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Author Glenn Paauw’s purpose in writing Saving the Bible from Ourselves “is to contribute to the construction of a new paradigm for engaging the Bible in the Christian community.” He points out that not only is the Bible the best-selling book of all time, but it is also still the best-selling book every year. Yet, regrettably, “the words on the page are not common currency.”

Paauw sets out to find out what the Bible is and what we are intended to do with it. He asserts that the Bible needs saving, not because the Word of God is defective in any way, but because “we’ve buried it, boxed it in, wallpapered over it, neutered it, distorted it, isolated it, individualized it, minimized it, misread it, lied about it, debased it and oversold it.”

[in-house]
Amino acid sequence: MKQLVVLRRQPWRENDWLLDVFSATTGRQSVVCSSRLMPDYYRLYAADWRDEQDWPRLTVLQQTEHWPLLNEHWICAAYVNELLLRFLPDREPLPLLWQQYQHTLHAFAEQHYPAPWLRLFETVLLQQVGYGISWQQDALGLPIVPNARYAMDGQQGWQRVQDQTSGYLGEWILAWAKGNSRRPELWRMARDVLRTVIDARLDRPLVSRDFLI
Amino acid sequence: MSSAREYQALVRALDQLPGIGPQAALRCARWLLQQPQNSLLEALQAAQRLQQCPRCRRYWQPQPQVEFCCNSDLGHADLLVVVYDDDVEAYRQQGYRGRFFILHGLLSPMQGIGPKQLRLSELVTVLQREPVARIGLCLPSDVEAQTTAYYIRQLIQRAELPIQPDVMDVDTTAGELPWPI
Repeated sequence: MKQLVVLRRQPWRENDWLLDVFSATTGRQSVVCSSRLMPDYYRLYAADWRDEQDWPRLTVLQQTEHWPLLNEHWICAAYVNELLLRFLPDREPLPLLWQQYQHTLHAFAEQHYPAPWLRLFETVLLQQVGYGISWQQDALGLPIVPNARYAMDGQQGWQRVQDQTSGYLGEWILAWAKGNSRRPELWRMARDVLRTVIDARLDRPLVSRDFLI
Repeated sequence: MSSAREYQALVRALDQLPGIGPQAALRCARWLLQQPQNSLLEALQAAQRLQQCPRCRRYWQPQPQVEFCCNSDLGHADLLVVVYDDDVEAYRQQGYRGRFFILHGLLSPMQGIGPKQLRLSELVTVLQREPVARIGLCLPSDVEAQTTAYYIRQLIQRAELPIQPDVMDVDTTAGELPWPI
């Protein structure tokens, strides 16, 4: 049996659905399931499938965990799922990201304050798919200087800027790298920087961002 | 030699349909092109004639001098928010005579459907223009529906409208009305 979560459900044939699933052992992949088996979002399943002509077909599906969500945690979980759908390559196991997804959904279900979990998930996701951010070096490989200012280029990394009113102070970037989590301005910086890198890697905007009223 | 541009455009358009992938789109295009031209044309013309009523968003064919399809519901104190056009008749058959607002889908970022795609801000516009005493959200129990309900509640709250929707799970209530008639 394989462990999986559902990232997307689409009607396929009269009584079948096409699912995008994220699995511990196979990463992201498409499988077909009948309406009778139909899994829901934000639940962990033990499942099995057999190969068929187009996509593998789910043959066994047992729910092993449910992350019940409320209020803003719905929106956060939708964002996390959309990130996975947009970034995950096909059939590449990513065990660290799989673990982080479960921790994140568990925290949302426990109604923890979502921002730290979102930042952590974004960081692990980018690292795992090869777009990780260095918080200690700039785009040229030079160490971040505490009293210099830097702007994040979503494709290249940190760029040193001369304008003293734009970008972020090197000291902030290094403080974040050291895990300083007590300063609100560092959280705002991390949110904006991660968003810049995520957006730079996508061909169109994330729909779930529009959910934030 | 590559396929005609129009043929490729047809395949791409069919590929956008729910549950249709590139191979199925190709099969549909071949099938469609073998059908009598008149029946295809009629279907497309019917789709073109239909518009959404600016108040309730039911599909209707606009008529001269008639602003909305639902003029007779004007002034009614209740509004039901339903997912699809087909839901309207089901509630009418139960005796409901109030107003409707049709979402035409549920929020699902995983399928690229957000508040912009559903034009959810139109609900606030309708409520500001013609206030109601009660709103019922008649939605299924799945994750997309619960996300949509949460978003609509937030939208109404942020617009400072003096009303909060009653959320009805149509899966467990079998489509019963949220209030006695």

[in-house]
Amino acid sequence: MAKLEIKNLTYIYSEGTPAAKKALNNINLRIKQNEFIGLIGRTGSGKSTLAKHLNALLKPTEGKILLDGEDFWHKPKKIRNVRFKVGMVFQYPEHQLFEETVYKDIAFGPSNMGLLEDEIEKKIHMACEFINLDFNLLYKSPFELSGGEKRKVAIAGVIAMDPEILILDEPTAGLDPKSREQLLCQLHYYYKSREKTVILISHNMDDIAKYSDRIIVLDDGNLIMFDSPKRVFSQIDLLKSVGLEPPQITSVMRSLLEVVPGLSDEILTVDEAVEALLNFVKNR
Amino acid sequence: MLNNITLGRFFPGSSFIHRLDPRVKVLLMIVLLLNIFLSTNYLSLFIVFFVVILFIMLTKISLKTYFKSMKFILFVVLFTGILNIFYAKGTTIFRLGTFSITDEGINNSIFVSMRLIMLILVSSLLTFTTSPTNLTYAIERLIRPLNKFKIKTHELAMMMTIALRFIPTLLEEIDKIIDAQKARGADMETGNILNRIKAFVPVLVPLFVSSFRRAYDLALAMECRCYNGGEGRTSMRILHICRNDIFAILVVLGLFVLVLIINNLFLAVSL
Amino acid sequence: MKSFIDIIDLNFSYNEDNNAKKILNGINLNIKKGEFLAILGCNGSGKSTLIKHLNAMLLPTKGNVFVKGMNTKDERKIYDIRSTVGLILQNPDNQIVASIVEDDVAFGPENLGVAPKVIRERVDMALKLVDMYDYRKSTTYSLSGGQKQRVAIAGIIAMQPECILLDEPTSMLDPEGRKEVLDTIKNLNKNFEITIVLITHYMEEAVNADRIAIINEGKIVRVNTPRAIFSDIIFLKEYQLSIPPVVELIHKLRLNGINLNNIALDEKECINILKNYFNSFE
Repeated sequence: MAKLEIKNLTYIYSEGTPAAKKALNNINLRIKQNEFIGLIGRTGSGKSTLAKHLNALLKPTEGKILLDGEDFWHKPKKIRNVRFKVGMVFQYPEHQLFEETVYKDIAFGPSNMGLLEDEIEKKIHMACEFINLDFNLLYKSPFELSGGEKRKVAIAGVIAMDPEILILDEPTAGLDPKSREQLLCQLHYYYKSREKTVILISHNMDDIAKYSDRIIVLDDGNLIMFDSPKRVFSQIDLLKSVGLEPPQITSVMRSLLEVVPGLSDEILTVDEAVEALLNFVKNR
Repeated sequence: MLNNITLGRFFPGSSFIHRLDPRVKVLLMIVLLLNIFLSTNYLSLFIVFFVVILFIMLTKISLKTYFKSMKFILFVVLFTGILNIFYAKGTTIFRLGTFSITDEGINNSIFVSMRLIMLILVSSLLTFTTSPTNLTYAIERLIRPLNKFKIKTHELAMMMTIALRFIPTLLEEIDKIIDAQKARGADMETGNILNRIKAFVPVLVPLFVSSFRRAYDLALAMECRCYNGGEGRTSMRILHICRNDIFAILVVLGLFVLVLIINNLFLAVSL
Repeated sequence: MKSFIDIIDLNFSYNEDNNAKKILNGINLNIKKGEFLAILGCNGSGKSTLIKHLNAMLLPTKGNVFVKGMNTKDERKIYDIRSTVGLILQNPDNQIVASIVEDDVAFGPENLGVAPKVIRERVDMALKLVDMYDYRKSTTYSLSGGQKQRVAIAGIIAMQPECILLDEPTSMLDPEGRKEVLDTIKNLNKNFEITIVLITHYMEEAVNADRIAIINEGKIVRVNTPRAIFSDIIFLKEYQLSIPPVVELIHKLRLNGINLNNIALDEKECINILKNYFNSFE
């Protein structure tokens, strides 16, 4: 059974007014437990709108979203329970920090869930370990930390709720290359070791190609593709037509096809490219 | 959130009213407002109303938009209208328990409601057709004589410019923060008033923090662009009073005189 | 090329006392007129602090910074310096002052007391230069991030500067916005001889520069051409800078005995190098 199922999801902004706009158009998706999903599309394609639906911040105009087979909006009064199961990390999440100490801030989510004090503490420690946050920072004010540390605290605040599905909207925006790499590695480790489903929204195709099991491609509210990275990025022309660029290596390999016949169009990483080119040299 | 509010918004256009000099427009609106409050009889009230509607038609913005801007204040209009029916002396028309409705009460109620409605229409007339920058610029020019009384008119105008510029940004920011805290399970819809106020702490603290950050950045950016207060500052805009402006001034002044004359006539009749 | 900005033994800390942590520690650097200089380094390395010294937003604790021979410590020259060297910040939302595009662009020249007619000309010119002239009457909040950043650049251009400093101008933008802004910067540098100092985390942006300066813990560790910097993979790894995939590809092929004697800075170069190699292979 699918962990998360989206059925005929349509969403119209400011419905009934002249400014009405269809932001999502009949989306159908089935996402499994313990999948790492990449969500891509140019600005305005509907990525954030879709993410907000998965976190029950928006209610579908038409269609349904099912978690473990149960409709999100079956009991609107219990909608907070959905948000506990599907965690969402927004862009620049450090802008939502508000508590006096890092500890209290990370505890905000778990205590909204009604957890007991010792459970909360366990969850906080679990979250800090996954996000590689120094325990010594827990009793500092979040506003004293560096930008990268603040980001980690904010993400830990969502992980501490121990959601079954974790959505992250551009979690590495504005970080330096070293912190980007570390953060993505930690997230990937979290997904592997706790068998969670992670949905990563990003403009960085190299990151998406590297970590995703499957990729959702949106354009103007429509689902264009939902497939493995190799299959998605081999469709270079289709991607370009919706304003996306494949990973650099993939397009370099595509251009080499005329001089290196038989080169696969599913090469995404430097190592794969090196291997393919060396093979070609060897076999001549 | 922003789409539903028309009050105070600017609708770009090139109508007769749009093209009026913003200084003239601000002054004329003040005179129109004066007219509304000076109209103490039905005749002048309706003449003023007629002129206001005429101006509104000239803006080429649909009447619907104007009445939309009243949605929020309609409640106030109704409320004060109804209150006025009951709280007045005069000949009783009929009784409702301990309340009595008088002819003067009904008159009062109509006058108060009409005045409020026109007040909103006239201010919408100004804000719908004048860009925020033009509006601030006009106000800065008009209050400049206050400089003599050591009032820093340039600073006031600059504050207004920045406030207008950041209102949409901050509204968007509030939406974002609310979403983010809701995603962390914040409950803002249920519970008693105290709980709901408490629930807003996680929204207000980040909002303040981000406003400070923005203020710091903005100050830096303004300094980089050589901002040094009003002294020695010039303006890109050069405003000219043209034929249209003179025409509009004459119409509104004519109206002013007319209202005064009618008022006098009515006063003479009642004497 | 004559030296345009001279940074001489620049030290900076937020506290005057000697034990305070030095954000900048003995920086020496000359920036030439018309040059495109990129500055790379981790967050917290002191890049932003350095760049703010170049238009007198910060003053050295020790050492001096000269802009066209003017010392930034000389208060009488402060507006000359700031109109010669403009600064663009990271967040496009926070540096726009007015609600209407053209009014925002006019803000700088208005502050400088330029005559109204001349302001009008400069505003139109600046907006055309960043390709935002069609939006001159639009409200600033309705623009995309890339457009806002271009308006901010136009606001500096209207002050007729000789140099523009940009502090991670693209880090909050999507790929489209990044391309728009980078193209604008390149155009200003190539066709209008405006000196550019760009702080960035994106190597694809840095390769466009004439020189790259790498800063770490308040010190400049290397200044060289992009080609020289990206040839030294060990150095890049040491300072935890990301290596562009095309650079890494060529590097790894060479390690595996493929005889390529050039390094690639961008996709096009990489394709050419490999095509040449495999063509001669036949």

Paauw’s answer to this dilemma is to introduce seven new Bibles. Not literal Bibles, but seven new understandings of the Bible, a proposed recovery that would include the following: “a Bible that is presented as literature, eaten in natural forms, grounded in history, inviting in its narrative, restorative in its theme, engaged in community, and honored in its aesthetic presentation.”

Paauw’s writing is imbued with his passion for the Bible and his desire for Christians to read it and be transformed by it. (IVP)

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